The article by Spitzer et al1 in this issue of The JOURNAL adds to the growing body of empirical evidence that common mental disorders have a major impact on functional disability and quality of life. Among 1000 adult patients at four primary care sites, mental disorders accounted for considerably more impairment in all the components of health-related quality of life than did common physical disorders. Previous studies have found that psychiatric disorders are common among primary care patients and are a consistent source of disability, even across a variety of different cultures.2 For example, results from the Medical Outcomes Study3 have shown that major depression, a disorder with a lifetime prevalence of 17% in the general population of the United States,4 is associated with limitations in well-being and functioning that are equal to or greater than those of major chronic physical conditions,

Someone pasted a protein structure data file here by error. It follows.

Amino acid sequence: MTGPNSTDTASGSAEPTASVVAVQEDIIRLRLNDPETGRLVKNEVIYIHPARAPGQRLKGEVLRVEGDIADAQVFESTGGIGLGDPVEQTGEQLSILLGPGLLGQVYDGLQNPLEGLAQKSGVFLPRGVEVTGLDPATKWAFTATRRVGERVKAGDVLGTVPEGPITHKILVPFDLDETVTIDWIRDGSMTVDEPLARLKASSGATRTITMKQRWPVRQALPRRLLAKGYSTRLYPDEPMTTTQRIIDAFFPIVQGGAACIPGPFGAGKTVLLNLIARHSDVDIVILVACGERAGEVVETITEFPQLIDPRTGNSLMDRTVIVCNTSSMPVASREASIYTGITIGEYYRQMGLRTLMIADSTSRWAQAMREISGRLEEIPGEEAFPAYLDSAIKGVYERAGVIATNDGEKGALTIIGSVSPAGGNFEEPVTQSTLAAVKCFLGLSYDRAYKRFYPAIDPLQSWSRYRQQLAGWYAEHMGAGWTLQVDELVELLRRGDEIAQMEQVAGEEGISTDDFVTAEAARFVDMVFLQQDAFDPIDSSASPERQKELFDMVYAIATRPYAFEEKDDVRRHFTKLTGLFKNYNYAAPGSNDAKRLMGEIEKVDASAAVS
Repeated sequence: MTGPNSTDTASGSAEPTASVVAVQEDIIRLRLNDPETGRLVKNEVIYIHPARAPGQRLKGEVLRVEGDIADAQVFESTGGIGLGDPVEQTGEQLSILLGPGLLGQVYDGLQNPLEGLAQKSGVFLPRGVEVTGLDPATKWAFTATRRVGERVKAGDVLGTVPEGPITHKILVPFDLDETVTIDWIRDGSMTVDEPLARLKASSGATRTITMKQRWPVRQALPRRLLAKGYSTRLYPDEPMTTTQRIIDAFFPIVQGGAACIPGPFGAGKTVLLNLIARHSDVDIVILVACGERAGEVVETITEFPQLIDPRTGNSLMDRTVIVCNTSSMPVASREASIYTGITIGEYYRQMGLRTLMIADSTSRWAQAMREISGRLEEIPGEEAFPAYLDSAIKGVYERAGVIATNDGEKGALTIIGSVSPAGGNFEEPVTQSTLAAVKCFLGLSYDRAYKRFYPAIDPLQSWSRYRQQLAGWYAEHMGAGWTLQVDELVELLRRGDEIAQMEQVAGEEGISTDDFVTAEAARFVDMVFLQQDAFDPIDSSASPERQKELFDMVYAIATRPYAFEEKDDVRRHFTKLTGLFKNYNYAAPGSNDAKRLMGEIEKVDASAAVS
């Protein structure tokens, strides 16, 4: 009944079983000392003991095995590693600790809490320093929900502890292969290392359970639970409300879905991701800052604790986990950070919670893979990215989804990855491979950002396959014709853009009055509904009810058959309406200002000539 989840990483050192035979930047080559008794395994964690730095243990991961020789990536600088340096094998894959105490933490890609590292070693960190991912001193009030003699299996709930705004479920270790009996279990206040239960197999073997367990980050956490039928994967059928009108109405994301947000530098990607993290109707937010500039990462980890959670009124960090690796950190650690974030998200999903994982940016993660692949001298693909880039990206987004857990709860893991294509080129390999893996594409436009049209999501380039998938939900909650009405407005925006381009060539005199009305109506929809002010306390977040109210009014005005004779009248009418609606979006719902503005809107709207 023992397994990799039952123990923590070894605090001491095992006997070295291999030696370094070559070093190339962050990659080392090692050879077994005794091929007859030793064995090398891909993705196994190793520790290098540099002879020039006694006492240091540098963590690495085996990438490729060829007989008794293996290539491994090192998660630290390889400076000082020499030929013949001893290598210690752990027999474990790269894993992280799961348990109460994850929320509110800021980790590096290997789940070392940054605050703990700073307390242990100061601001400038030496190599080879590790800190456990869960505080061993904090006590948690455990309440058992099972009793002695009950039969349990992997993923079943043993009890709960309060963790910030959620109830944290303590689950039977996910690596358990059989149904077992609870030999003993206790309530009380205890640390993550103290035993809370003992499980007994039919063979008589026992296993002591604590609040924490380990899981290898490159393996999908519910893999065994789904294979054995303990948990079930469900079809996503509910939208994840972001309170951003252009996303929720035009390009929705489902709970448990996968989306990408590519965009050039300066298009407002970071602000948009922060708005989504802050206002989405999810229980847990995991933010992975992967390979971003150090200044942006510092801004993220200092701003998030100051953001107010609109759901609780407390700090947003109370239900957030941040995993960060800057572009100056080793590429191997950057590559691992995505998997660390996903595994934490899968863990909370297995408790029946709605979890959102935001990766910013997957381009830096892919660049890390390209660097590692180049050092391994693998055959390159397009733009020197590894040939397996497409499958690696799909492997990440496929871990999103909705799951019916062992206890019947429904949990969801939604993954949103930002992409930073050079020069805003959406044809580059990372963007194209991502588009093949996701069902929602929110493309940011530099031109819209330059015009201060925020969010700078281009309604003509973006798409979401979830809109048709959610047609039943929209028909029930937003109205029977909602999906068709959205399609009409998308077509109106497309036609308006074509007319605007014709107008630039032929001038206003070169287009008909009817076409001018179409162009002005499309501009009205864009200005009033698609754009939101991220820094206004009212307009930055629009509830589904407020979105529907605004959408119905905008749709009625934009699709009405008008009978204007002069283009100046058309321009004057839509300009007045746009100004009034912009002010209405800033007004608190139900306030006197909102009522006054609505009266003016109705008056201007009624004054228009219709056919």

See also p 1511.
Glass RM. Mental DisordersQuality of Life and Inequality of Insurance Coverage. JAMA. 1995;274(19):1557. doi:10.1001/jama.1995.03530190071036